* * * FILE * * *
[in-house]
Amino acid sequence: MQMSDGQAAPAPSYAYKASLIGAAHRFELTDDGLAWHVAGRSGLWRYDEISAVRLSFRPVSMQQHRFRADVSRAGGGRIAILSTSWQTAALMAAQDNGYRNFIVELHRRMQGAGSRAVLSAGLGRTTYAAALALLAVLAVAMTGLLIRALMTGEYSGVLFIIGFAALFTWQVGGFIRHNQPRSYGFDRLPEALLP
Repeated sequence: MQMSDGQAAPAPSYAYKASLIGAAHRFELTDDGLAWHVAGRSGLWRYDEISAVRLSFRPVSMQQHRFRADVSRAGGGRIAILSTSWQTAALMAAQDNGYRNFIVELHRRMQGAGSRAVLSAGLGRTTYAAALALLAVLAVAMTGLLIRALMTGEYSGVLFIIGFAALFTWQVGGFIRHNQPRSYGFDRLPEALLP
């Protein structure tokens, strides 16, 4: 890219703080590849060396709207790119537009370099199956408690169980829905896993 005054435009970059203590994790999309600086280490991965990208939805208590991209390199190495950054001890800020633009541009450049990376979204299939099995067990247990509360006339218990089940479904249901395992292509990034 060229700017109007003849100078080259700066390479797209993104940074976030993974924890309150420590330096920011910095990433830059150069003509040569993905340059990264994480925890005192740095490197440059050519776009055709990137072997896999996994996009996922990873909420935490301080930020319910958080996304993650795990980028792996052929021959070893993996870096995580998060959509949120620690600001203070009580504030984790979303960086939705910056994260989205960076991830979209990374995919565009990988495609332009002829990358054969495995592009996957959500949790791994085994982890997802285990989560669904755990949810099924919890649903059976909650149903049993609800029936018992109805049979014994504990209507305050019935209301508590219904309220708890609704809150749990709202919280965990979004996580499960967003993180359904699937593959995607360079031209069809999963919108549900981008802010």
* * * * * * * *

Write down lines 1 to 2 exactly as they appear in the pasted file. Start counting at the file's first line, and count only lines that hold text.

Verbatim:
[in-house]
Amino acid sequence: MQMSDGQAAPAPSYAYKASLIGAAHRFELTDDGLAWHVAGRSGLWRYDEISAVRLSFRPVSMQQHRFRADVSRAGGGRIAILSTSWQTAALMAAQDNGYRNFIVELHRRMQGAGSRAVLSAGLGRTTYAAALALLAVLAVAMTGLLIRALMTGEYSGVLFIIGFAALFTWQVGGFIRHNQPRSYGFDRLPEALLP